Foundry ships Modo 12.1
The update integrates Modo VR, Foundry’s experimental virtual reality viewport, into the software, and overhauls the existing Advanced Viewport to make it possible to display more complex material setups.
As with recent releases, Modo’s modelling and UV toolsets have been extended, while animators get a new Driven Actions system and updates to the Graph Editor.
Modo VR: view assets and lay out scenes in virtual reality
The most obvious change in Modo 12.1 is that it’s now possible to work in virtual reality.
Foundry tells us that in its initial incarnation, it’s intended primarily as a look dev and layout tool, enabling artists to inspect or place assets already created, using an HTC Vive or Oculus Rift headset.
Users can navigate in a number of ways familiar from VR games, including pointing a controller to teleport or pinching to zoom, or the potentially nausea-inducing option of holding a control to glide.
Objects can be manipulated in a number of simple ways, including moving, rotating, scaling and instancing them, and snapping them to surrounding surfaces.
It’s even possible to leave annotations, albeit by writing them in longhand, directly in the air.
Advanced Viewport: support for Group Masks
The Advanced Viewport, updated in Modo 12.0, gets a further, fairly significant update, adding full support for Group Masks, including their attendant blend modes and opacity settings.
This makes it possible to display complex, multi-layered materials more accurately: according to Foundry, there is now “little difference” between the way they look in the Advanced Viewport and a final render.
Animation: new Driven Actions system and updates to the Graph Editor
The release also brings a long-awaited update to Modo’s animation tools, although it’s more of an extension of the existing functionality than a major overhaul.
The biggest addition is Driven Actions, which convert an existing Action clip into a channel in the scene, making it possible to offset or retime it by dragging on its start and end points or adjusting curves.
It is also possible to link the Action to other entities in the scene, in a way loosely analogous to Set Driven Key in Maya: the video above shows an animation of a cockpit opening being triggered by a locator.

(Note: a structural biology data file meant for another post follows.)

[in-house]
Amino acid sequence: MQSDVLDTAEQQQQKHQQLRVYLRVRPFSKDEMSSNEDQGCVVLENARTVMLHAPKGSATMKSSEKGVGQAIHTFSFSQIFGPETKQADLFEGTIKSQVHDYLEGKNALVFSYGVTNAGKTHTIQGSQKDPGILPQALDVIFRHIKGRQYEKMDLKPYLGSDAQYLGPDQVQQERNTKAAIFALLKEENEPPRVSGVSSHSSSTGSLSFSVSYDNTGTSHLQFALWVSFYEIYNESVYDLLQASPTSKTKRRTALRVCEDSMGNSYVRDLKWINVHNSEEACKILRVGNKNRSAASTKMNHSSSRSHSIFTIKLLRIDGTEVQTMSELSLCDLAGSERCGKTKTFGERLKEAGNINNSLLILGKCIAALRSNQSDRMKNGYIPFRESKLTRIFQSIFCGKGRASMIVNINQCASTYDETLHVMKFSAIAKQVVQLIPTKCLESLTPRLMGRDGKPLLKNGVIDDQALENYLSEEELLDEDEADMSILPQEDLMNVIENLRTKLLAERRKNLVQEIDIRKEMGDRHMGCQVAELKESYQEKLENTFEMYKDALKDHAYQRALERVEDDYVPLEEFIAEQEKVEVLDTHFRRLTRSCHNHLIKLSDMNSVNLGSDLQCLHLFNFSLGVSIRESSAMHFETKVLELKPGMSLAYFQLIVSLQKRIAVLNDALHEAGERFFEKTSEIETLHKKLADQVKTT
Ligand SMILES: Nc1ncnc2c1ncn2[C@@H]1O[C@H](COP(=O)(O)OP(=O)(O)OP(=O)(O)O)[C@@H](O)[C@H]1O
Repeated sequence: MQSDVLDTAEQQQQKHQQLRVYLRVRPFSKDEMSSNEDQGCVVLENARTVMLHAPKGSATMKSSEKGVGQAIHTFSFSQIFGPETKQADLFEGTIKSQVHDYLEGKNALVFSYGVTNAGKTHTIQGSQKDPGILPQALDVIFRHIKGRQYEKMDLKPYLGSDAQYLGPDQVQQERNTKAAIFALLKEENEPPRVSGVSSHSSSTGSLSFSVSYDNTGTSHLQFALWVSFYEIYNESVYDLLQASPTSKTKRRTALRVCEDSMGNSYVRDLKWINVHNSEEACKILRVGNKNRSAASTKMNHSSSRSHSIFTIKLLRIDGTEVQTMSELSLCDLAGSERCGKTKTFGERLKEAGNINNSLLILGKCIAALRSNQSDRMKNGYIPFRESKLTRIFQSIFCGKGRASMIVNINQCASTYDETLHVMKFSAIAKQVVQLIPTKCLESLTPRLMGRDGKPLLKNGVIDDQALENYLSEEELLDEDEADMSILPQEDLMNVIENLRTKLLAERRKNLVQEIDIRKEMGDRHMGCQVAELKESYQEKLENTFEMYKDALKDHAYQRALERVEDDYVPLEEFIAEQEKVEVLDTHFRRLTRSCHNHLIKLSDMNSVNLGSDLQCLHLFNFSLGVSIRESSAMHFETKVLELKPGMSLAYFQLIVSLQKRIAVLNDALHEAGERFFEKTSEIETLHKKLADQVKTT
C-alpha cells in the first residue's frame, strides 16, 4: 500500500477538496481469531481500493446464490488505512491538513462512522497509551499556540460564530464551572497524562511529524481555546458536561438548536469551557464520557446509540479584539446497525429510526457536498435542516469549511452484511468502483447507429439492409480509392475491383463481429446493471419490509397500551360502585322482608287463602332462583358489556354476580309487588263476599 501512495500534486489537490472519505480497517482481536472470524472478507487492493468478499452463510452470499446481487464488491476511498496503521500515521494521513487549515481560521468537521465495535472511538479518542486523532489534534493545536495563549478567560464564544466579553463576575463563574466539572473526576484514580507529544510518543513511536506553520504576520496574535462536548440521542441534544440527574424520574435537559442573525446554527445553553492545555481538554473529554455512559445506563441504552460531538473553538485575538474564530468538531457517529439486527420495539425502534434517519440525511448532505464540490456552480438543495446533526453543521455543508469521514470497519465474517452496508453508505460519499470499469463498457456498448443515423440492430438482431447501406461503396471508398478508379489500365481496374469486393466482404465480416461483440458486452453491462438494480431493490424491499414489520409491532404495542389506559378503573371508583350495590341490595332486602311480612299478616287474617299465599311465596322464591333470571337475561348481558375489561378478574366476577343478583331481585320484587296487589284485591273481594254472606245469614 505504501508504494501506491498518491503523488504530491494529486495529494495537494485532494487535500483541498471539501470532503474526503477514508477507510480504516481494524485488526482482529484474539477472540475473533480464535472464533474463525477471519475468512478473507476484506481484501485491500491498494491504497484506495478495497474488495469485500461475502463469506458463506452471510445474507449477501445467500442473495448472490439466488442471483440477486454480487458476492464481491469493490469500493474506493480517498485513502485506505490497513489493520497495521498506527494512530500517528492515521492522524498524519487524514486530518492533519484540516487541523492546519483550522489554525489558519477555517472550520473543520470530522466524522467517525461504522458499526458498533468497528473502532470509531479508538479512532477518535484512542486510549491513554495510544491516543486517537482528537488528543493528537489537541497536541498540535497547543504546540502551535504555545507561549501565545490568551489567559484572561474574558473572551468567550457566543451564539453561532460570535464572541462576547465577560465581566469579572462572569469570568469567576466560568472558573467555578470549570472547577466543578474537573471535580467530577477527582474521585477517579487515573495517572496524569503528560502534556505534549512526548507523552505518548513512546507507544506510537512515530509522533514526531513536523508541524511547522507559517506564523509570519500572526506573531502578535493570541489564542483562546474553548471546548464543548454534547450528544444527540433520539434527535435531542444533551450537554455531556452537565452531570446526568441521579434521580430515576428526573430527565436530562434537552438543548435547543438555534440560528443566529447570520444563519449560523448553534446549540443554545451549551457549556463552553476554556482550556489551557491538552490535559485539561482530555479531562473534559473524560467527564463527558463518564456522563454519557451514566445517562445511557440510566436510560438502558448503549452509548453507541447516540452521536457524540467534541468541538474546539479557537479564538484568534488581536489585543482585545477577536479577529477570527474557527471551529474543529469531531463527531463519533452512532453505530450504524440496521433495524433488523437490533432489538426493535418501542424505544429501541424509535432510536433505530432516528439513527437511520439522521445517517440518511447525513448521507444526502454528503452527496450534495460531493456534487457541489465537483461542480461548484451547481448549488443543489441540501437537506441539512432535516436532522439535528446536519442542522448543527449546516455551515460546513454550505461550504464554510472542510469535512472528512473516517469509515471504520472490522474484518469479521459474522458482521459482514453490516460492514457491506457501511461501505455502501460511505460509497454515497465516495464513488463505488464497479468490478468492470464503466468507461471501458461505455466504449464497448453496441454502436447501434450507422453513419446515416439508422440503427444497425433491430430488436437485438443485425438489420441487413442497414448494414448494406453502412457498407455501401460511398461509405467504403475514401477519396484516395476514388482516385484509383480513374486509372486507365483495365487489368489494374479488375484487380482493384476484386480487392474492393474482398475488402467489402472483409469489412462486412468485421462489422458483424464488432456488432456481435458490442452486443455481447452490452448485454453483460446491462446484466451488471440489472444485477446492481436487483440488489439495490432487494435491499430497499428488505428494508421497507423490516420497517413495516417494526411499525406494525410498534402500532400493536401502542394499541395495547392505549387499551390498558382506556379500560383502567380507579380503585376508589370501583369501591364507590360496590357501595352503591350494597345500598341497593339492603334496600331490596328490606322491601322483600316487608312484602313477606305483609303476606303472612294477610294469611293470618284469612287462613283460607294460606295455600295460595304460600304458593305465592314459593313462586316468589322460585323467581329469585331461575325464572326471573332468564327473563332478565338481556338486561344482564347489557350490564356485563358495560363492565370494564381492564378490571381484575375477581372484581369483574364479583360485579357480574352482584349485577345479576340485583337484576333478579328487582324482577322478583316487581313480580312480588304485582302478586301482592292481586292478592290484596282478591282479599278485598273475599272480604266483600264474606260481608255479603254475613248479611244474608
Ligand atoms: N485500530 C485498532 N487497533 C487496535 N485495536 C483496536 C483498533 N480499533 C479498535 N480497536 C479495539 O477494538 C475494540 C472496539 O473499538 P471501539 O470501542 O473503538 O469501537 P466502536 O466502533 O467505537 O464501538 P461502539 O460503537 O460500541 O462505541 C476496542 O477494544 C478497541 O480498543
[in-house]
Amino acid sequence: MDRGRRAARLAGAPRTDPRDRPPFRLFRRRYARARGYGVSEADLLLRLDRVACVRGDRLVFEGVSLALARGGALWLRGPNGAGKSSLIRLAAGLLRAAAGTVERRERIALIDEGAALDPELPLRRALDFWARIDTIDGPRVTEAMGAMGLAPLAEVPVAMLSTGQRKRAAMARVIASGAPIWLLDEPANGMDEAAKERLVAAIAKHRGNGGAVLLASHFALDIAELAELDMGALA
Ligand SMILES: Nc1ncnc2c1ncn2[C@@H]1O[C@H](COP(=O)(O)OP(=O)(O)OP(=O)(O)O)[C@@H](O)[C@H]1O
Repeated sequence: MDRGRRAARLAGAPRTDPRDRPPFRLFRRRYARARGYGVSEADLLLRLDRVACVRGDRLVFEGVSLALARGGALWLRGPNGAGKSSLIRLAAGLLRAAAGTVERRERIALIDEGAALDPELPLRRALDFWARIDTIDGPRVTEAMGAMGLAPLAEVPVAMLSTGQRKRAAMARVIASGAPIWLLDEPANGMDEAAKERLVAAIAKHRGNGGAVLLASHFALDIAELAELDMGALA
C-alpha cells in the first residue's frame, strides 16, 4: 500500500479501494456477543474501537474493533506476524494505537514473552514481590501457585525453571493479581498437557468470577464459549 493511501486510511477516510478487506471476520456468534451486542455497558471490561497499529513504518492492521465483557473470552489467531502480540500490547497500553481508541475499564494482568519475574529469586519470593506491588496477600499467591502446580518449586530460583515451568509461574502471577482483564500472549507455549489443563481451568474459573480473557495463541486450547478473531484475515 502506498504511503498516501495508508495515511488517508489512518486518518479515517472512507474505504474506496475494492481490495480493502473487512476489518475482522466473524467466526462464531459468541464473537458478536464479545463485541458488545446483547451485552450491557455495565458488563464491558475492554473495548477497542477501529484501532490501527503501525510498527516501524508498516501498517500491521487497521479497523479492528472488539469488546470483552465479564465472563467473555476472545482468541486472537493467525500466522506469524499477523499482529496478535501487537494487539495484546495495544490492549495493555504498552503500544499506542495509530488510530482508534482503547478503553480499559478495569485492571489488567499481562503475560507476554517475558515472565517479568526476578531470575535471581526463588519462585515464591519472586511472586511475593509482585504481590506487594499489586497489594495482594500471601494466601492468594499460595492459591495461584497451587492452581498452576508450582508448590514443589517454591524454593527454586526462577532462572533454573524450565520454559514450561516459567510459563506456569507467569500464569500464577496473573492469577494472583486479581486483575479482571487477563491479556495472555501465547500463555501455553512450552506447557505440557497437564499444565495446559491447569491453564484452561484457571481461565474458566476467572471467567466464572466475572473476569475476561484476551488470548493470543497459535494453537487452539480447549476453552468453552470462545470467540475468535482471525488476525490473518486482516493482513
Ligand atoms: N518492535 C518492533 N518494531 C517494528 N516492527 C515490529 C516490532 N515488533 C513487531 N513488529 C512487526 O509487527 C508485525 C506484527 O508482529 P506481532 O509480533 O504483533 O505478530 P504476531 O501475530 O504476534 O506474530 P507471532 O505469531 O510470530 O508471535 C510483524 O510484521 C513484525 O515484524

The Graph Editor gets a new default Smooth Flat curve type, intended to generate smoother interpolations between keys; and a handy-looking Box Scaling tool for manipulating multiple keys, shown at 01:27 above.
Modelling: new options for smoothing objects
The modelling toolsets, extended throughout the Modo 10 and 11 release cycles, have been further updated.
The biggest changes are to direct modelling, specifically to the way that objects are smoothed.
The Vertex Normal Toolkit, used to control the apparent hardness of edges through shading, gets new options to control hardness on a per-component basis.
Updates are stored as part of Modo’s native smoothing, removing the need to re-generate normal maps.
The native smoothing system gets new weighting options, shown in the second half of the video above; and a new Smoothing Group Manager, to control which parts of a mesh are affected by which smoothing group.
The procedural modelling toolset gets a number of rather specific changes, summarised in this video, while the MeshFusion Surface Strips system also gets a few new options, shown at the end of the video below.
UVs: improved packing algorithm, option to divide UVs betwen UDIM spaces by polygon tags
The UV toolset gets a new UV packing algorithm, designed to reduce calculation times and improve coverage of UV space, particularly when packing concave UV islands.
There is also an important option to separate UV islands between UDIM spaces according to polygon tags, including options to divide them according to materials, parts, smoothing groups or selection sets.
Miscellaneous changes: updates to the Curve Particle Generator and UI
Other changes include an update the the Curve Particle Generator, used for distributing instanced geometry along curves: you can see the new features at 01:25 in the video above.
There are also a number of UI changes, shown in this video, including with dedicated popovers for all third-party add-on kits, and a new Beta Layout option.
The latter showcases new UI concepts currently in development for working in a single layout.
As ever, there are also a lot of smaller new features and bugfixes: you can find a full list via the link below.
Pricing and availability
Modo 12.1 is available for 64-bit Windows 7+, RHEL and CentOS 7+ Linux, and Mac OS X 10.11+. Buying or upgrading to 12.1 automatically grants access to the other two updates in the Modo 12 Series.
New perpetual licences of the software cost $1,799, while rental starts at $599/year.